Jul 12, 2010 at 4:37 am #1261070
hey, just got back from 6 days on the AT (sams gap to sleeping bear farm) and had a concerning experience on the last night. we had a 20 minute torrential downpour around midnight and i had a whole bunch of spray coming through the screening (under the "eaves") of my GG The One tent. we were on hard packed dirt which i'm sure contributed greatly to the issue. i had to sit up and collect all my stuff on my lap and wait for it to stop before having to wipe down the floor.
this got me to wondering what you tarpers do in heavy rains. even if you stake down your sides, don't you still have both ends to worry about ground spray, not to mention blowing rain?Jul 12, 2010 at 6:39 am #1628170
My solution has been to wrap myself in my bivy sack and use a Sea to Summit Ultra-Sil Dry Sack to hold all my odds and ends at night. At night, everything I have either gets hung in the bear bag, goes in the bivy, or goes in the Dry Sack. The Dry Sack replaced my old, non-water resistant stuff sack I used to worry about getting wet.
Good luck figuring out a system that works for you!
ViPJul 13, 2010 at 12:33 pm #1628631
Sanad ToukhlyBPL Member
@red_foxLocale: South Florida
Nevermind.Jul 13, 2010 at 1:29 pm #1628647
Brad RogersBPL Member
@mocs123Locale: Southeast Tennessee
I had this happen to me (It rained 7 inches in 48 hours on this trip!) on some tent pads at Justis Creek (GA) on the AT with my SpinnShelter – Alpinlite Bug Shelter combo. I noticed it was not coming through the Spinn or through the floor, but was splashing up from standing water beside me. I had a map with me that was on waterproof paper, which I unfolded and covered my legs, and I spread my rain jacket over my torso and went back to sleep, but it was not a fun experience. I should have pitched the SpinnShelter lower, almost to the ground, which would have solved the issue, but being in a otherwise well protected area, it never crossed my mind. I know to avoid hard packed earth and tent pads but it was getting late and I didn't feel like tackling the next climb to get to the next flat spot The next time I see tent pads, I will just keep on walking.Jul 14, 2010 at 6:38 am #1628837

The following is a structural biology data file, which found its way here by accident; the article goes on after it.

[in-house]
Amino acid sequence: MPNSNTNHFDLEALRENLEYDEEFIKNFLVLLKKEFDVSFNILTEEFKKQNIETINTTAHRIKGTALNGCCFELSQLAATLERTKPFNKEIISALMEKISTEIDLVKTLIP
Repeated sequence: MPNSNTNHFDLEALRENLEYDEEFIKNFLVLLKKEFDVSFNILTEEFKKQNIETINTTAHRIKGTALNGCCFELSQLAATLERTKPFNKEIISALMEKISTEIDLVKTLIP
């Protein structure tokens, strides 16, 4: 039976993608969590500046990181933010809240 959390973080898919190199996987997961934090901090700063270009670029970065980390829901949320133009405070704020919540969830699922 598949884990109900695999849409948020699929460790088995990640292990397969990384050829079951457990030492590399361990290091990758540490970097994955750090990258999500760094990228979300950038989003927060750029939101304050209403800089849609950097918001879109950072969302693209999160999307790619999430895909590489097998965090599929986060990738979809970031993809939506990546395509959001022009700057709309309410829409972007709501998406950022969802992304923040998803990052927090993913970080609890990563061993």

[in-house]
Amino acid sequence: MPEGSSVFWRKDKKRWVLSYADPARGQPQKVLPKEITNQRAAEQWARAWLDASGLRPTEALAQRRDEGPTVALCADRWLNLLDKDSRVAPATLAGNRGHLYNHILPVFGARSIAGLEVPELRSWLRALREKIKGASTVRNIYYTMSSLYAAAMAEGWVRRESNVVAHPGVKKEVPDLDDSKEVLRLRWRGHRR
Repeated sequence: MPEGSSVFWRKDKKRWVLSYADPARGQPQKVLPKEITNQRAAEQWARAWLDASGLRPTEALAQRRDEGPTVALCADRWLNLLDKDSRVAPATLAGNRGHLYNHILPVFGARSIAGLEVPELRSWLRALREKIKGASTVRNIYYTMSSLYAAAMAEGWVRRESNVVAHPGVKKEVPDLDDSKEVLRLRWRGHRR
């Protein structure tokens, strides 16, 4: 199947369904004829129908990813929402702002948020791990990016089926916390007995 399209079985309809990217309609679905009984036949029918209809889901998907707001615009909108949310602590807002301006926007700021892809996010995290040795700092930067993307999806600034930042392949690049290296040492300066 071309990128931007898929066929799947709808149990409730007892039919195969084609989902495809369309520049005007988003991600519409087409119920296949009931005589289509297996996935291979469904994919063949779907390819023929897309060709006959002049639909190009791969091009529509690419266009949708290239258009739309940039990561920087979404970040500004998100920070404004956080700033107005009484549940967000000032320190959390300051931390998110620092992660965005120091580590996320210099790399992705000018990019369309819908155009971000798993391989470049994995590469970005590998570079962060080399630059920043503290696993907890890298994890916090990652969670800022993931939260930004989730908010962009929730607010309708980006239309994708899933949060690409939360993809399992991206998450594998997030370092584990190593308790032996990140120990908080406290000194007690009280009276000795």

Brad FisherBPL Member
@wufpackfnLocale: NC/TN/VA Mountains
I have the GG One and the Tarptent Moment, so I will give you a couple suggestions.
1. Always look for softer ground because you really get a lot of splash off hard surfaces.
2. Make sure the floor is standing up. I use the guylines on the floor and stake out with the corner guylines.
3. You can stake the corners to the ground by just shortening the guylines up.
4. Adjust the heights of the trekking poles to get the side away from the door the closest to the ground as you can. You shouldn't have any issues with splash on the door side since the vestibule helps protect.
5. Something I haven't tried, but that might work is take a couple extra trash bags. Fold them narrow and long, then lay them over the meshing (might need couple clips to hold down if windy. This way you could setup for ventilation, but have a quick solution for the rain.
I think a little practice in the backyard will help you figure out the adjustments that could fix your problem.
BradJul 14, 2010 at 7:40 am #1628855
@magillagorillaLocale: Southwest Ohio
I just started tarping less than a year ago. I am still learning new pitches. I have a big 8×10 sil tarp whitch allows for several pitches. If I suspect hard rain I pitch 3 sides to the ground. Otherwise I do an A frame at a height witch allows me to stake it to the ground, in a pinch.
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